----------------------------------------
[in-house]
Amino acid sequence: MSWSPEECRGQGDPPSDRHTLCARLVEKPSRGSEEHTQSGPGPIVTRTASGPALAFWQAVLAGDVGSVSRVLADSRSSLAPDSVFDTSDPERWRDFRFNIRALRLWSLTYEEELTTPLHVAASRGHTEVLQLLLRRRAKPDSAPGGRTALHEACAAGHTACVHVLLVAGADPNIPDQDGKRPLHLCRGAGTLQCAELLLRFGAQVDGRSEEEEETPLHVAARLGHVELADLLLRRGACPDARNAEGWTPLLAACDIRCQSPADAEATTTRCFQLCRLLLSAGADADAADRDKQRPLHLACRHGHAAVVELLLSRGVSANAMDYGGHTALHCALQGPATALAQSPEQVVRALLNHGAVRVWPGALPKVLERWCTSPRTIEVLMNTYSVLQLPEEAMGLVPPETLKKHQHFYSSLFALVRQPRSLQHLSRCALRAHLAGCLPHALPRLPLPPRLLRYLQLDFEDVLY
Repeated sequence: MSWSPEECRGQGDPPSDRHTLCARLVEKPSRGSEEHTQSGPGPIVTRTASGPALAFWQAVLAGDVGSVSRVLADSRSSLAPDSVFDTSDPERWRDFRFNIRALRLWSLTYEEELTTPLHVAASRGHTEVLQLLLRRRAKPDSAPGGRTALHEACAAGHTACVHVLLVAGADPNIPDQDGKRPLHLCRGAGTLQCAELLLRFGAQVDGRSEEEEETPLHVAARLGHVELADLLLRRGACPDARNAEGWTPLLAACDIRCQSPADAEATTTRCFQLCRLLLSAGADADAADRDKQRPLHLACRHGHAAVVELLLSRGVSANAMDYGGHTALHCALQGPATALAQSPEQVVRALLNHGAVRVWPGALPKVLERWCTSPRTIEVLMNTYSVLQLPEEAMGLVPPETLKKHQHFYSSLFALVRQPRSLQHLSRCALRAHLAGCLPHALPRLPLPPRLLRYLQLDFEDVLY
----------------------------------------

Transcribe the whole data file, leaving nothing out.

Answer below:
[in-house]
Amino acid sequence: MSWSPEECRGQGDPPSDRHTLCARLVEKPSRGSEEHTQSGPGPIVTRTASGPALAFWQAVLAGDVGSVSRVLADSRSSLAPDSVFDTSDPERWRDFRFNIRALRLWSLTYEEELTTPLHVAASRGHTEVLQLLLRRRAKPDSAPGGRTALHEACAAGHTACVHVLLVAGADPNIPDQDGKRPLHLCRGAGTLQCAELLLRFGAQVDGRSEEEEETPLHVAARLGHVELADLLLRRGACPDARNAEGWTPLLAACDIRCQSPADAEATTTRCFQLCRLLLSAGADADAADRDKQRPLHLACRHGHAAVVELLLSRGVSANAMDYGGHTALHCALQGPATALAQSPEQVVRALLNHGAVRVWPGALPKVLERWCTSPRTIEVLMNTYSVLQLPEEAMGLVPPETLKKHQHFYSSLFALVRQPRSLQHLSRCALRAHLAGCLPHALPRLPLPPRLLRYLQLDFEDVLY
Repeated sequence: MSWSPEECRGQGDPPSDRHTLCARLVEKPSRGSEEHTQSGPGPIVTRTASGPALAFWQAVLAGDVGSVSRVLADSRSSLAPDSVFDTSDPERWRDFRFNIRALRLWSLTYEEELTTPLHVAASRGHTEVLQLLLRRRAKPDSAPGGRTALHEACAAGHTACVHVLLVAGADPNIPDQDGKRPLHLCRGAGTLQCAELLLRFGAQVDGRSEEEEETPLHVAARLGHVELADLLLRRGACPDARNAEGWTPLLAACDIRCQSPADAEATTTRCFQLCRLLLSAGADADAADRDKQRPLHLACRHGHAAVVELLLSRGVSANAMDYGGHTALHCALQGPATALAQSPEQVVRALLNHGAVRVWPGALPKVLERWCTSPRTIEVLMNTYSVLQLPEEAMGLVPPETLKKHQHFYSSLFALVRQPRSLQHLSRCALRAHLAGCLPHALPRLPLPPRLLRYLQLDFEDVLY